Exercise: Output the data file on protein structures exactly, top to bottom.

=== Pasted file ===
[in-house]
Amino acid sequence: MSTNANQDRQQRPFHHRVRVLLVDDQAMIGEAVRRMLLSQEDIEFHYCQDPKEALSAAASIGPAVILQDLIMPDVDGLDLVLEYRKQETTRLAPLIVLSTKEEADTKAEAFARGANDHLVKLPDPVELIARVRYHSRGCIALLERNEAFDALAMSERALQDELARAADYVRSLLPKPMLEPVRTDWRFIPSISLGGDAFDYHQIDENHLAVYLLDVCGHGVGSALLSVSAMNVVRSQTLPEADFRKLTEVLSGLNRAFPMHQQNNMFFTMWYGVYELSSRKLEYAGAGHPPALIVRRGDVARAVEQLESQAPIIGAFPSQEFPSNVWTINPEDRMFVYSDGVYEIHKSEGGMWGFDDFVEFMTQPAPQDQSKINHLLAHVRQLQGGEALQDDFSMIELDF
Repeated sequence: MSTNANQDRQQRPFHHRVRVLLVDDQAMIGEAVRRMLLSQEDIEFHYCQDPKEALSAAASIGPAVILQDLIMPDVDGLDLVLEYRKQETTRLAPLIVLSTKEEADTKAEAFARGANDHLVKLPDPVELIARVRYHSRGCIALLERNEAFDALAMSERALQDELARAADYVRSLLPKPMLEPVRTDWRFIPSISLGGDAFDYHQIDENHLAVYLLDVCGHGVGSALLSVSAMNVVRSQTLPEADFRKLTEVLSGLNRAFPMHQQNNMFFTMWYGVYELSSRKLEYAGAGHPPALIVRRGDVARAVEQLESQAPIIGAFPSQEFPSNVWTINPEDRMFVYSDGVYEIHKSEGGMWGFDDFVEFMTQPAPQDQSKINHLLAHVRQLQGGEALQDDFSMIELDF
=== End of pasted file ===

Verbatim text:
[in-house]
Amino acid sequence: MSTNANQDRQQRPFHHRVRVLLVDDQAMIGEAVRRMLLSQEDIEFHYCQDPKEALSAAASIGPAVILQDLIMPDVDGLDLVLEYRKQETTRLAPLIVLSTKEEADTKAEAFARGANDHLVKLPDPVELIARVRYHSRGCIALLERNEAFDALAMSERALQDELARAADYVRSLLPKPMLEPVRTDWRFIPSISLGGDAFDYHQIDENHLAVYLLDVCGHGVGSALLSVSAMNVVRSQTLPEADFRKLTEVLSGLNRAFPMHQQNNMFFTMWYGVYELSSRKLEYAGAGHPPALIVRRGDVARAVEQLESQAPIIGAFPSQEFPSNVWTINPEDRMFVYSDGVYEIHKSEGGMWGFDDFVEFMTQPAPQDQSKINHLLAHVRQLQGGEALQDDFSMIELDF
Repeated sequence: MSTNANQDRQQRPFHHRVRVLLVDDQAMIGEAVRRMLLSQEDIEFHYCQDPKEALSAAASIGPAVILQDLIMPDVDGLDLVLEYRKQETTRLAPLIVLSTKEEADTKAEAFARGANDHLVKLPDPVELIARVRYHSRGCIALLERNEAFDALAMSERALQDELARAADYVRSLLPKPMLEPVRTDWRFIPSISLGGDAFDYHQIDENHLAVYLLDVCGHGVGSALLSVSAMNVVRSQTLPEADFRKLTEVLSGLNRAFPMHQQNNMFFTMWYGVYELSSRKLEYAGAGHPPALIVRRGDVARAVEQLESQAPIIGAFPSQEFPSNVWTINPEDRMFVYSDGVYEIHKSEGGMWGFDDFVEFMTQPAPQDQSKINHLLAHVRQLQGGEALQDDFSMIELDF